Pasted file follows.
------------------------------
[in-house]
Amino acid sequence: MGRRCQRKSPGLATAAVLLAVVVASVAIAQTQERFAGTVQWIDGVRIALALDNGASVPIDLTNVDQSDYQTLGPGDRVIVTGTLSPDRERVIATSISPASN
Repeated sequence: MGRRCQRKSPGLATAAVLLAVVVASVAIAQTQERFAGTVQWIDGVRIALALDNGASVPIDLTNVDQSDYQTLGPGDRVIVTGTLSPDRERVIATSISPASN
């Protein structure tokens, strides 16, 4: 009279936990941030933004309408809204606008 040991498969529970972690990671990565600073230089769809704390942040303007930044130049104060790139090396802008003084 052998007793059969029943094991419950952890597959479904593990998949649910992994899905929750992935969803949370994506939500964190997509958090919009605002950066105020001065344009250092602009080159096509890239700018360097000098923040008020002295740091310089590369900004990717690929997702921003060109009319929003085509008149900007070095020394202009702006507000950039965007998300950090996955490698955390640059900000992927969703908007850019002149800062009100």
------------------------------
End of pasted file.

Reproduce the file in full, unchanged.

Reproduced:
[in-house]
Amino acid sequence: MGRRCQRKSPGLATAAVLLAVVVASVAIAQTQERFAGTVQWIDGVRIALALDNGASVPIDLTNVDQSDYQTLGPGDRVIVTGTLSPDRERVIATSISPASN
Repeated sequence: MGRRCQRKSPGLATAAVLLAVVVASVAIAQTQERFAGTVQWIDGVRIALALDNGASVPIDLTNVDQSDYQTLGPGDRVIVTGTLSPDRERVIATSISPASN
């Protein structure tokens, strides 16, 4: 009279936990941030933004309408809204606008 040991498969529970972690990671990565600073230089769809704390942040303007930044130049104060790139090396802008003084 052998007793059969029943094991419950952890597959479904593990998949649910992994899905929750992935969803949370994506939500964190997509958090919009605002950066105020001065344009250092602009080159096509890239700018360097000098923040008020002295740091310089590369900004990717690929997702921003060109009319929003085509008149900007070095020394202009702006507000950039965007998300950090996955490698955390640059900000992927969703908007850019002149800062009100």